Whoever said all good things must come to an end clearly did not have a stainless steel toaster.
In recent years, a small, but vocal cadre of homemakers and interior designers have turned their backs on the iron-based alloy that has long been a fixture in kitchens across the country, declaring stainless steel "out." Yet, there the shiny, modern surface remains, showing up in microwaves, refrigerators and coffeemakers from Baltimore to Santa Barbara [source: Pandey].
Composed of at least 11 percent chromium, stainless steel earned its handle based on the material's natural ability to retain an unscathed, "stainless" appearance despite being subjected to a wide range of heat, splatters and spills. Its resistance to stains and corrosion as well as bacteria, make stainless steel a popular choice for kitchen appliances. It also has also come to represent a distinct, sleek look that many people associate with modern elegance [sources: Qiu, Dickinson].
Stainless steel has had a home in the kitchen for more nearly a century. "It is functional as well as good looking and timeless," says Fitzhugh Karol, an artist who makes custom furniture for interior design firm The Brooklyn Home company.
Of course, all of that timeless functionality ain't cheap. Modern elegance can come with a hefty price tag, as stainless steel appliance are typically more expensive than other types of appliances. The cost of going stainless is compounded for many kitchen dwellers who find that stainless steel appliances look their best when matched with other stainless steel appliances. In for a penny, in for a pound [source: Dickinson].
It also requires a significant amount of upkeep: While the material wards off bacteria and stains, stainless steel apparently has a soft spot for fingerprints, which must be constantly wiped off in order to keep appliances smudge-free [source: Dickinson].
So is stainless steel here to stay or will it go the way of formica and laminate? Read on to find out.
Stainless Steel: Not Out
Don't go junking your stainless steel oven just yet.
"I think stainless will always be in style," says Fitzhugh Karol, noting that material that looks good and works well doesn't exactly grow on trees. Not to mention that stainless steel remains a fixture in restaurants and on cooking television shows. "It often nods to commercial cooking which resonates with some people," Karol says.
In fact, stainless steel continues to be an overwhelmingly popular choice for kitchen designs, according to the Association of Home Appliance Manufacturers. The material is so routinely used that designers consider steel a neutral tone, which can blend in with other colors in the kitchen while providing a contemporary look [sources: Kitchen Solvers, Dickinson].
That's not to say that the wave of stainless steel won't eventually crest and begin to roll back, however. Those sounding the death knell say it's just a matter of time until a suitable replacement comes along. Already in places like Europe and Israel, kitchen designers have turned to white appliances, often combined with glass surfaces [source: Construction Supply Alliance].
So is white the new stainless steel? As in many debates -- whether about politics, the war on drugs or how many licks it takes to get to the center of a Tootsie Roll Pop -- the answer probably lies somewhere in the middle. "White appliances can be great too. I see us mixing them in for a certain look," Karol says. "There's room for both."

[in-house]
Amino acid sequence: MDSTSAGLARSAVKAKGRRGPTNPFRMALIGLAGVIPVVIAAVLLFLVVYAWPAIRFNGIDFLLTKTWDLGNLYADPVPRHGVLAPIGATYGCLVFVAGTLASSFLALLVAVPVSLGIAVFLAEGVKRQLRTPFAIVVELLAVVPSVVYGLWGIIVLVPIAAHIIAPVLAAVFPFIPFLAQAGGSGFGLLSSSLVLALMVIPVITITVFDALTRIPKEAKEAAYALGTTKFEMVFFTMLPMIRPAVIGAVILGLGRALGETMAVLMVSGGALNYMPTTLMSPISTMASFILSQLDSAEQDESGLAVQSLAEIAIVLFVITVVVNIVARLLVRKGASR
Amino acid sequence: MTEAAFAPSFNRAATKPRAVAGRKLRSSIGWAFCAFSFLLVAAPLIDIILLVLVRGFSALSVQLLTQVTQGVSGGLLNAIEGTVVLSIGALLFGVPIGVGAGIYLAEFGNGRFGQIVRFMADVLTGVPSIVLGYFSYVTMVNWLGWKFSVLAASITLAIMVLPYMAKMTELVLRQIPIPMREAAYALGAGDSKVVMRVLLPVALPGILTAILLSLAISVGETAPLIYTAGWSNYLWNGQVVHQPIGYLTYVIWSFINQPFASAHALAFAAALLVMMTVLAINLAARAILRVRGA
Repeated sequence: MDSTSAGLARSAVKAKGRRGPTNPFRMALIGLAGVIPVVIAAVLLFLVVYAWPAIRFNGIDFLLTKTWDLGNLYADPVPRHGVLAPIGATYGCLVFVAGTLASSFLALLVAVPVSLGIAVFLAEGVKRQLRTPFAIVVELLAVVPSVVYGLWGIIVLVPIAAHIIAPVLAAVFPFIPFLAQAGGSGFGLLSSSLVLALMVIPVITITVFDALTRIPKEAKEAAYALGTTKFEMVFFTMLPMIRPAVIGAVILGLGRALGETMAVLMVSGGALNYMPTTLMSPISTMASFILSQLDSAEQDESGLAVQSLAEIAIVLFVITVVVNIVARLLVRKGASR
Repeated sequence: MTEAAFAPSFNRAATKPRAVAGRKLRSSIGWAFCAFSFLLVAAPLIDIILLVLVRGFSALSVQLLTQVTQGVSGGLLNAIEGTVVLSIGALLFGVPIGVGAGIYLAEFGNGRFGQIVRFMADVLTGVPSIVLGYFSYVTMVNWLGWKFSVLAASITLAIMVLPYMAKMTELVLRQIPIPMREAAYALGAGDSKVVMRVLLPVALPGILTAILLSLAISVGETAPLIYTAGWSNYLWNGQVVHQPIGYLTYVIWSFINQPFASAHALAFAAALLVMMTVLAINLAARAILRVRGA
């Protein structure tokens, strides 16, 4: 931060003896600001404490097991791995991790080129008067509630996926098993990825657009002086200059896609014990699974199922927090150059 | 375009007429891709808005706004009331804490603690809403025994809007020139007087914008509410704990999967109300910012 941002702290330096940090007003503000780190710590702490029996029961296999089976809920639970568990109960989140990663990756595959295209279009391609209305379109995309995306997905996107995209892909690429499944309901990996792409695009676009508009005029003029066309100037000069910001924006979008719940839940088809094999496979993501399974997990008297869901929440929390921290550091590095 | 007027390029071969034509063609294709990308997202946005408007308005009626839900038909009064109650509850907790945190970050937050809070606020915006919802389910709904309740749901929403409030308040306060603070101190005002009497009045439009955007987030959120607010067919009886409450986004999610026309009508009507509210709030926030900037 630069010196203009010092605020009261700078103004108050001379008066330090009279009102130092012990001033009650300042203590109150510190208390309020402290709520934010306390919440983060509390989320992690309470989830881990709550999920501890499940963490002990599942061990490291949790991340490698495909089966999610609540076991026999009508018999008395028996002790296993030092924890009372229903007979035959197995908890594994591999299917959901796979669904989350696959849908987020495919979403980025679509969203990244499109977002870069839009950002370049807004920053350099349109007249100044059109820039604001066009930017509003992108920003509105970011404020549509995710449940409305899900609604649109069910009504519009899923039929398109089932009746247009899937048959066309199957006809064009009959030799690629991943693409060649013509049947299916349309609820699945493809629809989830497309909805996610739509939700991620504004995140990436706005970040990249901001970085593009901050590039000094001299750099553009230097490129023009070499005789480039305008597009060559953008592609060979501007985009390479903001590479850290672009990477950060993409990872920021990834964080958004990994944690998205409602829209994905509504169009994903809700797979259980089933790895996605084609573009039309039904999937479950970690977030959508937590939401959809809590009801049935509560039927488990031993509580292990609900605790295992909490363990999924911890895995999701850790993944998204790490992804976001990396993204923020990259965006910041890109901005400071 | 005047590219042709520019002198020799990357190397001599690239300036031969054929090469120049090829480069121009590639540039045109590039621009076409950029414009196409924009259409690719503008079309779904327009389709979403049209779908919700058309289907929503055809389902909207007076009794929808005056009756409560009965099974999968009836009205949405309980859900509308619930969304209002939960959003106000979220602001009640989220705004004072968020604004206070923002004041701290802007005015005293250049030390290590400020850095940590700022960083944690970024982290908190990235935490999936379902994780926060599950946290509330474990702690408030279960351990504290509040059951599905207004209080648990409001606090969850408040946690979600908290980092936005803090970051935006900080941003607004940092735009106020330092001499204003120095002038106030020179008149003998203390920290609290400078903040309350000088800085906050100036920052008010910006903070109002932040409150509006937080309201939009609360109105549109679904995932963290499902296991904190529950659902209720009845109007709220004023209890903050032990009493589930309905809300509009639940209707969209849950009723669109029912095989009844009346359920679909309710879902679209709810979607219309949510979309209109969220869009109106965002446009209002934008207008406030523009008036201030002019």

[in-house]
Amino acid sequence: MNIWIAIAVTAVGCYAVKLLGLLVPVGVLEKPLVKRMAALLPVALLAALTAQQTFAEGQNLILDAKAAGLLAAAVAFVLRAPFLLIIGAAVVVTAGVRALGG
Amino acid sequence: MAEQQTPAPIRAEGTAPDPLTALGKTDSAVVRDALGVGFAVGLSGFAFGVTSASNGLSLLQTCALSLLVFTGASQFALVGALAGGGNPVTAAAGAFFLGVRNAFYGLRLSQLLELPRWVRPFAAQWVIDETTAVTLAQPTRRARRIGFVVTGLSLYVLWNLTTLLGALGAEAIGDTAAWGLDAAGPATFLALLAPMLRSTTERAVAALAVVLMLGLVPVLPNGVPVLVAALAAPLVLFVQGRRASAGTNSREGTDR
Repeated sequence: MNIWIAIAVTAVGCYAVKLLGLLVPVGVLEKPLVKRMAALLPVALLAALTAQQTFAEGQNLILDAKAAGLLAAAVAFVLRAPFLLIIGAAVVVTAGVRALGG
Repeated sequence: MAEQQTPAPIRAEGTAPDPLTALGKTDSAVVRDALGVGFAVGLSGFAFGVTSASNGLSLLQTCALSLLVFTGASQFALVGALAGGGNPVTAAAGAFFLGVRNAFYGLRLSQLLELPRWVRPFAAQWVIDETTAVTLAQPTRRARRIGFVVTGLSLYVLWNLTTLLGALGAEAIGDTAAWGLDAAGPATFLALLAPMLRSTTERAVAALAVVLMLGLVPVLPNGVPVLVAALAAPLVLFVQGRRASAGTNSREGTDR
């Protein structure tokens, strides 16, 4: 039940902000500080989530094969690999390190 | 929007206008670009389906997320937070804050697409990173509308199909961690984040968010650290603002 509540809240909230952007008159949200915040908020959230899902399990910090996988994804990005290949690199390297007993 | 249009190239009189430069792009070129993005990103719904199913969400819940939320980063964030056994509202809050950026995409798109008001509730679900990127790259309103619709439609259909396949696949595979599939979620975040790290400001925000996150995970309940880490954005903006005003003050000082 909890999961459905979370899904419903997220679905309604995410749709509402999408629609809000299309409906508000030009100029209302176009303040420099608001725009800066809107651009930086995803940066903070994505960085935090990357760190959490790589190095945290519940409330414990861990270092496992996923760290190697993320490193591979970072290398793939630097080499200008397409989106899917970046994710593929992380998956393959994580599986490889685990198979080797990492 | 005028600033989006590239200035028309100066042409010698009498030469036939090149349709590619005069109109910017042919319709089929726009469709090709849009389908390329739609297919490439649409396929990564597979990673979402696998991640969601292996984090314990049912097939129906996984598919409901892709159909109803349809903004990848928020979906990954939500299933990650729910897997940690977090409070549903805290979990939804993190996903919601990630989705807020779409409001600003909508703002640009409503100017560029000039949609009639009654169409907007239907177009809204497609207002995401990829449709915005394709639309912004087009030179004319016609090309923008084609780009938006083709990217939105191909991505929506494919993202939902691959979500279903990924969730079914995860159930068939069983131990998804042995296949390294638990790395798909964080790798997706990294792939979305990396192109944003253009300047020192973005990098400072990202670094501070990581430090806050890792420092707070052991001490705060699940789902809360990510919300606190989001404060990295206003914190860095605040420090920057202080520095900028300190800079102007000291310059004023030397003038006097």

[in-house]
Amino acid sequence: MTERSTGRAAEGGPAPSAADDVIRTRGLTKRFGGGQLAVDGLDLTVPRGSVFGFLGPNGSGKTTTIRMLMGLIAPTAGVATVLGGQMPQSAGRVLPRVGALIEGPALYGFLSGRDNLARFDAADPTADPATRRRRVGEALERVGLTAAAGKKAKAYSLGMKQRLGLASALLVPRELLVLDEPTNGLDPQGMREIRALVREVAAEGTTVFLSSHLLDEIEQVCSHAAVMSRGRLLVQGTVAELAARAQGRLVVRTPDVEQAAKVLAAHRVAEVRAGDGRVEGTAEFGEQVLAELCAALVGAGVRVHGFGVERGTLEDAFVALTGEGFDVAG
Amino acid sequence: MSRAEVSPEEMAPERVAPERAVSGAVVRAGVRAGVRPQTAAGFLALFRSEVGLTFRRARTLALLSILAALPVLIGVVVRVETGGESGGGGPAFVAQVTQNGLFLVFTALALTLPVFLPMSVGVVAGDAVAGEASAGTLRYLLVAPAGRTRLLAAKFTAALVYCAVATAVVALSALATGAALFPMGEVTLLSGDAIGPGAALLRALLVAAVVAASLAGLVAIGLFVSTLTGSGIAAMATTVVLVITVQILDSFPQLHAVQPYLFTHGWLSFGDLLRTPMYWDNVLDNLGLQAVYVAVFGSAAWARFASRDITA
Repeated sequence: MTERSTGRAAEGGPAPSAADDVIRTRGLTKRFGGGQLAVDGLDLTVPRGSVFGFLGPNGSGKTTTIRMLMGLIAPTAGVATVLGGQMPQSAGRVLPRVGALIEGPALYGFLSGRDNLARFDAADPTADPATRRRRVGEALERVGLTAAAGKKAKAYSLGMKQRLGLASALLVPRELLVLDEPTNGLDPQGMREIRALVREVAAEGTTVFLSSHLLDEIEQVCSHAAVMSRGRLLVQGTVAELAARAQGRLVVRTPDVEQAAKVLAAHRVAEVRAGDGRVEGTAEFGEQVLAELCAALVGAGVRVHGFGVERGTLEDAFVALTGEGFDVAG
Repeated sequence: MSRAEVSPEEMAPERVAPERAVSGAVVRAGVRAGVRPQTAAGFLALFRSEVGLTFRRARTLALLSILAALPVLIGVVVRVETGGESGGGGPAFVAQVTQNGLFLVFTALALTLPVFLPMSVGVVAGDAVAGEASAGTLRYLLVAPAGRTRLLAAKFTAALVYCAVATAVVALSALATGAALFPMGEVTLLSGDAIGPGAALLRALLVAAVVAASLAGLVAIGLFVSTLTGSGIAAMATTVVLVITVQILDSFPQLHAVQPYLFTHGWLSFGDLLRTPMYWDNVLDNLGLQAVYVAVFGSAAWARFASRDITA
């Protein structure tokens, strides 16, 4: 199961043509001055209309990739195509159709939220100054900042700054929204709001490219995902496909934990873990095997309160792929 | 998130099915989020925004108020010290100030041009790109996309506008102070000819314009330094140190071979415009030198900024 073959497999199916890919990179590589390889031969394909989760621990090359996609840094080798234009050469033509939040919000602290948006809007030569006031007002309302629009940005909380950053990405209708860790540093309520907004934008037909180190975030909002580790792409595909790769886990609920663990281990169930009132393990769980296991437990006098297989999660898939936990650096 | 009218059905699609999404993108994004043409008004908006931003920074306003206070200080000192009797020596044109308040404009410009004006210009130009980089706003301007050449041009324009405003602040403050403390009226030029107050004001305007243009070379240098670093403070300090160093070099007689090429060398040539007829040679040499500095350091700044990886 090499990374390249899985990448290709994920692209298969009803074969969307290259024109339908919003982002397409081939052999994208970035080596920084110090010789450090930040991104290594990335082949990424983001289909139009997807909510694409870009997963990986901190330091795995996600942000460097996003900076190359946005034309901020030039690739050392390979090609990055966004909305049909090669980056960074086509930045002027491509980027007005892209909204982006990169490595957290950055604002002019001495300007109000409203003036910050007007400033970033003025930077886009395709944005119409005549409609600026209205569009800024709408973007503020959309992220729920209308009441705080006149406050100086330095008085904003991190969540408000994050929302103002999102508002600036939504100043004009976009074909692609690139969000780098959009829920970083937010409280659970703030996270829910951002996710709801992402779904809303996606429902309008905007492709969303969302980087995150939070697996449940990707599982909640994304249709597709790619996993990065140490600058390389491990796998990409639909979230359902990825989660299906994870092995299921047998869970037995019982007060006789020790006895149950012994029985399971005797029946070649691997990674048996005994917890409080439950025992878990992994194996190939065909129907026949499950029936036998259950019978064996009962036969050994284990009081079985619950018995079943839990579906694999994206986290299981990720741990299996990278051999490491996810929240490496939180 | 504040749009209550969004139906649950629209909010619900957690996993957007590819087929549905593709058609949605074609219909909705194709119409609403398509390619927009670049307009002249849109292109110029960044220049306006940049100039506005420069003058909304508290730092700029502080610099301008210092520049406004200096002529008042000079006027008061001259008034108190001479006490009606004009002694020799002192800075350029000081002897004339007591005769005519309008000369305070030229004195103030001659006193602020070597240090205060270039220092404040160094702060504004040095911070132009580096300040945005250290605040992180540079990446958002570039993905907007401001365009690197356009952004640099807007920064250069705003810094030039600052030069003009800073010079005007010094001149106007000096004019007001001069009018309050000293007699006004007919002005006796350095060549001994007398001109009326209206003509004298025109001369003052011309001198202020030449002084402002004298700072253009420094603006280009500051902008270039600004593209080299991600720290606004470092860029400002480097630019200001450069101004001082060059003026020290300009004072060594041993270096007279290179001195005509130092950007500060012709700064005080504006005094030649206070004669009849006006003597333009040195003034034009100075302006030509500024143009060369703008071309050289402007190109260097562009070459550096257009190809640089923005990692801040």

Thus it appears that reports of stainless steel's death have been exaggerated. Follow the links on the next page for ideas on how to incorporate it into your kitchen.
When I recently moved into a new apartment, it was like being launched to some strange, unfamiliar and empty planet. After living with roommates for several years, I quickly realized that I didn't have anything to fill my new digs with, especially in the kitchen. One of the first things I did was stock the fridge. That was nice, but there wasn't much I could do with all the fresh food without some basic supplies. More than a month later, I may not have a couch and the TV may still be on the floor, but the kitchen is teeming with stainless steel.
- Construction Supply Alliance. "3 Reasons Not to Ignore White Kitchen Appliances." (June 1, 2012) http://blog.ncasco.com/kitchen/3-reasons-not-to-ignore-white-kitchen-appliances-in-missouri
- Dickinson, Marc. "Stainless Steel Appliances Posses a Long-Lasting Appeal." Service Magic. (June 1, 2012) http://www.servicemagic.com/article.show.Stainless-Steel-Appliances-Possess-a-Long-Lasting-Appeal.14216.html
- HH Gregg. "The Pros and Cons of Stainless Steel Appliances." (June 5, 2012). http://www.hhgregg.com/content/article/article_stainless
- Hooked on Houses. "Stainless Steel Appliances: Out in 2010?" Jan. 26, 2010 (June 5, 2012). http://hookedonhouses.net/2010/01/26/stainless-steel-appliances-out-or-in-for-2010/
- Karol, Fitzhugh. Interior Design Artist. Personal Interview. May 29, 2012. Kitchen Solvers. "Kitchen Design Trends in 2012." (June 1, 2012) ttp://www.kitchensolvers.com/articles/kitchen-design-trends
- Pandey, Leslie. "Kitchen Remodel Trends: Stainless on Its Way Out?" Zillow. July 14, 2008 (June 1, 2012) http://www.zillow.com/blog/2008-07-14/kitchen-remodel-trends-stainless-on-its-way-out
- Qiu, Jianhai. "Stainless Steels and Alloys: Why They Resist Corrosion and How They Fail." WebCorr Corrosion Consulting Services. (June 1, 2012). http://www.corrosionclinic.com/corrosion_resources/stainless_steels_why_how_p1.htm